After May's huge rebound from March and April's collapse, which pushed total retail sales to new record highs, August's growth was expected to slow as government handouts fade from memory and jobs don't return as rapidly as everyone expected.
Against a background of very positive China retail sales, US retail sales were a notable disappointment, rising just 0.6% MoM (well below the +1.0% expected) and July's 1.2% jump was revised downward to +0.9%.0916
In fact, there were downward revisions across the board.
Under the surface, the big headline was a nothingburger for non-store retailers (i.e. online sellers)...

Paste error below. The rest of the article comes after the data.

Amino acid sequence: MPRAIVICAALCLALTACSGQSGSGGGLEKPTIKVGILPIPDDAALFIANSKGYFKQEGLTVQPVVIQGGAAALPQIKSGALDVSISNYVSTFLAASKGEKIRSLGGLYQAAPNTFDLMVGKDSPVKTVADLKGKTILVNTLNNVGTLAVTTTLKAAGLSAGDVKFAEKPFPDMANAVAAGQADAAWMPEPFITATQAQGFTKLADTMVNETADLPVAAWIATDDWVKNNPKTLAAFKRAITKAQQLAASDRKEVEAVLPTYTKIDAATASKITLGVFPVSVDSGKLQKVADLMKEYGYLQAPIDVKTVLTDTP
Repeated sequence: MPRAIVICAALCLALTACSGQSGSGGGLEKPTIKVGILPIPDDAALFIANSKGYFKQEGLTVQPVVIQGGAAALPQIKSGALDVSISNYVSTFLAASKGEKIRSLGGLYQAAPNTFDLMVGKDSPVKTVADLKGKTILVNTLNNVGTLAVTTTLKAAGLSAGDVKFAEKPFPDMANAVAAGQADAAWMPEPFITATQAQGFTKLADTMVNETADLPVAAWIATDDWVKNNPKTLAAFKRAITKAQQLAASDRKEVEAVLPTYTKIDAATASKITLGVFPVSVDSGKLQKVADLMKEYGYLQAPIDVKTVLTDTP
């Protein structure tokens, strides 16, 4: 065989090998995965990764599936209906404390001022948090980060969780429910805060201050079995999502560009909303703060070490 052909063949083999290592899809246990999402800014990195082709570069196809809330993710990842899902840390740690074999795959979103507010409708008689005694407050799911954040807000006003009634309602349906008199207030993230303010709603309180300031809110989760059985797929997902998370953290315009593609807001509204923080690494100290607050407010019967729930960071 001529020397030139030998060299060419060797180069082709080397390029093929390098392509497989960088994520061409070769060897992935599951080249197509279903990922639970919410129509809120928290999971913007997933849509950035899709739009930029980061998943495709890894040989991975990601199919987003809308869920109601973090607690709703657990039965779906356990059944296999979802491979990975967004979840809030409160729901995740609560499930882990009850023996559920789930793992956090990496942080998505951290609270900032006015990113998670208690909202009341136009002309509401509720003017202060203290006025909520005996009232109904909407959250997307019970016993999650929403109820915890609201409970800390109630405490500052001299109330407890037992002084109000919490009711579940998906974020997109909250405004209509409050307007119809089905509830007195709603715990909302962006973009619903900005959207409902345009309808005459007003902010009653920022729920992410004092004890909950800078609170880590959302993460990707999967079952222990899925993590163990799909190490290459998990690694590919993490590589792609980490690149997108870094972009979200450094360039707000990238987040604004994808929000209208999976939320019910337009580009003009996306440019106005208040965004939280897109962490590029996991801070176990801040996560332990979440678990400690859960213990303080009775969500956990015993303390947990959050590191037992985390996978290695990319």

Retail Sales Up:
Motor vehicles and parts: +0.2%
Furniture stores: 2.1%
Electronics and appliance stores: 0.8%
Building materials and supplies: 2.0%
Health and personal care: 0.8%
Gasoline stations: 0.4%
Clothing and accessory stores: 2.9%
Food service and drinking places: 4.7%
Retail Sales Unchanged:
Nonstore retailers (online shopping): 0.0%
Retail Sales Down:
Food and beverage stores: -1.2%
Sporting goods, book stores: -5.7%
General merchandise stores -0.4%
Retail sales annual change highlights due to forced Work-From-Home:
Building Materials +15.4%
Food and beverage stores +10.0%
Online shopping: +22.4%
Sporting goods and hobby stores: 11.1%
Gasoline stations: -15.4%
Clothing and accessories: -20.4%
Department stores: -16.9%
So, simply put, no driving, eating, or dressing up!
The worst news of all is that the 'control group' which is used for GDP calculations showed a 0.1% drop MoM in August...
...crushing the self-sustaining recovery narrative.